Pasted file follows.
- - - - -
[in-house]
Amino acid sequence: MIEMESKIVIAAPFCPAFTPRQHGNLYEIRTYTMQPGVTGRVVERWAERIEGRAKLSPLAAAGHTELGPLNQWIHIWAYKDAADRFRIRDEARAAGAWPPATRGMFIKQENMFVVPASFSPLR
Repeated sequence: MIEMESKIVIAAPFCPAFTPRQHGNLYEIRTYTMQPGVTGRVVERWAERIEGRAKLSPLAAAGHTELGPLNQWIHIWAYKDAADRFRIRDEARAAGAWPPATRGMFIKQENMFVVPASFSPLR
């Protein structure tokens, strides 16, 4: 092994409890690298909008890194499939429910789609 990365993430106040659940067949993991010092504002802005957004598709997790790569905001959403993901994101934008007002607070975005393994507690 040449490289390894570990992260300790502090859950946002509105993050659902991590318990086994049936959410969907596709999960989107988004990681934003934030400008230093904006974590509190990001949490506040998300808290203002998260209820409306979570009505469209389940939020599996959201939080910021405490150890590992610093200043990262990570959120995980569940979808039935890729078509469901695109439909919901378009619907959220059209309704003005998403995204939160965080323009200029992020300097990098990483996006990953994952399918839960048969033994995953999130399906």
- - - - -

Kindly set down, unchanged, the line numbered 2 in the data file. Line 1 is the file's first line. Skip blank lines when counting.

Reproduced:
Amino acid sequence: MIEMESKIVIAAPFCPAFTPRQHGNLYEIRTYTMQPGVTGRVVERWAERIEGRAKLSPLAAAGHTELGPLNQWIHIWAYKDAADRFRIRDEARAAGAWPPATRGMFIKQENMFVVPASFSPLR